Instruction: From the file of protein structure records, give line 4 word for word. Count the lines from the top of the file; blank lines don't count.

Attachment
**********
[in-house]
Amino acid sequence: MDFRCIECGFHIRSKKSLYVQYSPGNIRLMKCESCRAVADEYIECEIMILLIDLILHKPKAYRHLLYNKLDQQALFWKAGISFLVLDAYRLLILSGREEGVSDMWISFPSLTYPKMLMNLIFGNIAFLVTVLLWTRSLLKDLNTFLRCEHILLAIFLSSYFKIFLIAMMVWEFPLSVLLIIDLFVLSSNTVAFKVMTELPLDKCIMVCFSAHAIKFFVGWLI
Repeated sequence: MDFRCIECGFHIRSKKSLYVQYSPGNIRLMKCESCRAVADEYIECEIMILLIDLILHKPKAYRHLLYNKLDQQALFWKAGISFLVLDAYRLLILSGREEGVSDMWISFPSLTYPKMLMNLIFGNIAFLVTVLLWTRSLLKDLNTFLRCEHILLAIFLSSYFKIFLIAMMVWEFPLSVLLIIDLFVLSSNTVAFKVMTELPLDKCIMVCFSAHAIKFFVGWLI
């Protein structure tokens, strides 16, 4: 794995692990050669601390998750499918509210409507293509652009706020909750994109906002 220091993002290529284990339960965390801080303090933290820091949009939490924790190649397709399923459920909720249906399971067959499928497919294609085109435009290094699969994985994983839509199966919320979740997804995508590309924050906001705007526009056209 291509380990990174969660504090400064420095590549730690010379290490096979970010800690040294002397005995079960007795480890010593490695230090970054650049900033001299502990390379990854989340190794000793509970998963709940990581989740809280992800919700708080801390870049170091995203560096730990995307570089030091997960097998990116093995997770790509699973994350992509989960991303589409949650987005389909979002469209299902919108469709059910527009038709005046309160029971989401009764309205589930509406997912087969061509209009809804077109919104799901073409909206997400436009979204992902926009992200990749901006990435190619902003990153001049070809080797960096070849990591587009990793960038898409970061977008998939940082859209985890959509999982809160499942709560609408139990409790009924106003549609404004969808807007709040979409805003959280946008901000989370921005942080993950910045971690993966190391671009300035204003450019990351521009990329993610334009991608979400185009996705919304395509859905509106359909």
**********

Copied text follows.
């Protein structure tokens, strides 16, 4: 794995692990050669601390998750499918509210409507293509652009706020909750994109906002 220091993002290529284990339960965390801080303090933290820091949009939490924790190649397709399923459920909720249906399971067959499928497919294609085109435009290094699969994985994983839509199966919320979740997804995508590309924050906001705007526009056209 291509380990990174969660504090400064420095590549730690010379290490096979970010800690040294002397005995079960007795480890010593490695230090970054650049900033001299502990390379990854989340190794000793509970998963709940990581989740809280992800919700708080801390870049170091995203560096730990995307570089030091997960097998990116093995997770790509699973994350992509989960991303589409949650987005389909979002469209299902919108469709059910527009038709005046309160029971989401009764309205589930509406997912087969061509209009809804077109919104799901073409909206997400436009979204992902926009992200990749901006990435190619902003990153001049070809080797960096070849990591587009990793960038898409970061977008998939940082859209985890959509999982809160499942709560609408139990409790009924106003549609404004969808807007709040979409805003959280946008901000989370921005942080993950910045971690993966190391671009300035204003450019990351521009990329993610334009991608979400185009996705919304395509859905509106359909």